• Victoria: 🙂 Great minds think alike. November 15, 2018 at 1:27pm Reply

    • Victoria: Being open to all sorts of possibilities does make life more interesting. November 15, 2018 at 1:27pm Reply

  • Matty: Thank you for this article. Some very interesting points. November 15, 2018 at 9:54am Reply

  • Gentiana Craciun: Thank you for this post, really thoughtful, you share valuable information … it is like opening a window to a new, big, colorful world. I appreciate a lot the idea not to be afraid to be an amateur (I am kind of scared to talk oddities), the more used, more skilled the language. And as in other domains, a piece of art can result among hundreds of pieces of craft. Not all music or dance is art. Watch me 🙂 November 15, 2018 at 10:45am Reply

    • Victoria: Please don’t worry about it. Jumping into the discussion can be a little intimidating when you’re new, but that’s when you have to do it. And make observations, whatever comes to your mind. That’s how we learn in perfumery courses. That’s the only way to learn. Dr. Kraft’s observation was so valuable and important, especially since it comes from one of the top professionals in this industry. November 15, 2018 at 1:30pm Reply

  • maggiecat: Your article is fascinating and I’m looking forward to learning more.
    What I have found is that since I have been seriously studying perfume, I have not only begin noticing different scents more, but have also become much more adept at describing them to myself and others. Since our sense of smell is so intimately connected to our emotions, the language of emotion also serves as well in terms of descriptors, I think. November 15, 2018 at 3:09pm Reply

  • José Cândido: Hey Victoria I absolutely loved this article. My only contribution is that you can see more of what is or what is not a piece of art by evaluating its cultural importance (for example I can see Chanel No.5 and Good Girl as both icons of a certain time and it is not just because they smell good).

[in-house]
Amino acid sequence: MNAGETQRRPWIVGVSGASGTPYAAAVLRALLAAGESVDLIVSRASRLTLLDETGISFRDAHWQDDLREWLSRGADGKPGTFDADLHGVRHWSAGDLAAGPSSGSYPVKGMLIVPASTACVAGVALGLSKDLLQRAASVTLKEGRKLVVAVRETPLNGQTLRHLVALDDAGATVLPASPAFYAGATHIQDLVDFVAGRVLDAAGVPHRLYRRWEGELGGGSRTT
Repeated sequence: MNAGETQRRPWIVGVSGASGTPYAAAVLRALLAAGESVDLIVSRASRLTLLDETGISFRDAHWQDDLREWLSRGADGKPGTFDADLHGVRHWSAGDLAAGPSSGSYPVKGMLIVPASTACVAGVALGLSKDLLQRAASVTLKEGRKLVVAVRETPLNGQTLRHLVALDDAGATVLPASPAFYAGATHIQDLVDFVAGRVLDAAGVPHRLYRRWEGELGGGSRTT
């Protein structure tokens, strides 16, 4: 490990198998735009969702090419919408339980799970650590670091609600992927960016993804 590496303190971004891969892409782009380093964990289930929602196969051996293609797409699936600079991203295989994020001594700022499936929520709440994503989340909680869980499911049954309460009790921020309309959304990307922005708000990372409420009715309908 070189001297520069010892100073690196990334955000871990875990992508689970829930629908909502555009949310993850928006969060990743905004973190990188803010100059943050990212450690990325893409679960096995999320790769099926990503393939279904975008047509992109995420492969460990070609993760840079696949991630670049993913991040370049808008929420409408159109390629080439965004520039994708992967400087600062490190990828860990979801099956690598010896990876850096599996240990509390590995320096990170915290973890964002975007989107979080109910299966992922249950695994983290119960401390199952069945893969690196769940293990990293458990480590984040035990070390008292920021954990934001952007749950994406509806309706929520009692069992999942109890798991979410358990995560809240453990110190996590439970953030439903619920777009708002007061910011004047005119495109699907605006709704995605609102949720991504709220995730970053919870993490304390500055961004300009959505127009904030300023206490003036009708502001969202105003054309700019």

I want to share this article into my website, is it possible? November 15, 2018 at 3:19pm Reply

  • Inma: Dear Victoria,

    Thank you for sharing your thoughts and experience! So interesting to me. I love the idea of deepening my sense of smell, I think it is wonderful by itself and it also helps to expand the rest of my senses. They all grow, I grow.

    Also, I do agree on the importance of expressing although you (me) are not and expert, and sharing, as it is with the others that we really get to sense ourselves.

    Nice weekend! November 16, 2018 at 9:21am Reply

  • Severine: I like your style in the picture. Could you tell me a little bit about that necklace? November 16, 2018 at 10:03am Reply

  • Figuier: What a great event, Victoria, it must have been wonderful to contribute to it! Thanks so much for distilling out those questions & topics for us – I’ll look forward to listening to some of those talks once they’re online 🙂

    I’m kind of on the fence when it comes to technical jargon – obviously it can be exclusionary and pointlessly obscure, and I certainly think it makes sense to re-purpose the language we already share as non-specialists when we’re seeking to describe perfume. Maggiecat’s comment makes a great point about using the language of emotion to talk about perfume, which I think is one of the things your blog does really well.

    I do also have respect and patience with the idea of ‘expert’ vocabularies (perhaps partly in resistance to the rise of anti-expert-ism in the British press), which allow a lot of ideas & context etc. to be condensed usefully into single words or short phrases. Specialist terms like ‘sillage’ or chemical terms like ‘lactones’ (and the various sub-categories thereof) are useful and evocative, and even though I’m totally ignorant about chemistry, regularly reading perfume blogs means that those terms do communicate, and have come to have meaning for me. November 17, 2018 at 6:48am Reply

  • nozknoz: That sounds so interesting — are they going to publish the talks, by any chance? November 17, 2018 at 10:06pm Reply

  • Aurora: I would have loved to hear your talk, you make things so accessible, I’m sure you will have met interesting people too. November 18, 2018 at 3:50am Reply

  • Jessica M: I am so happy and moved to read this post. Thank you! I wish I could have been present for your discussion. We agree on so many things in this area. xo November 20, 2018 at 4:26pm Reply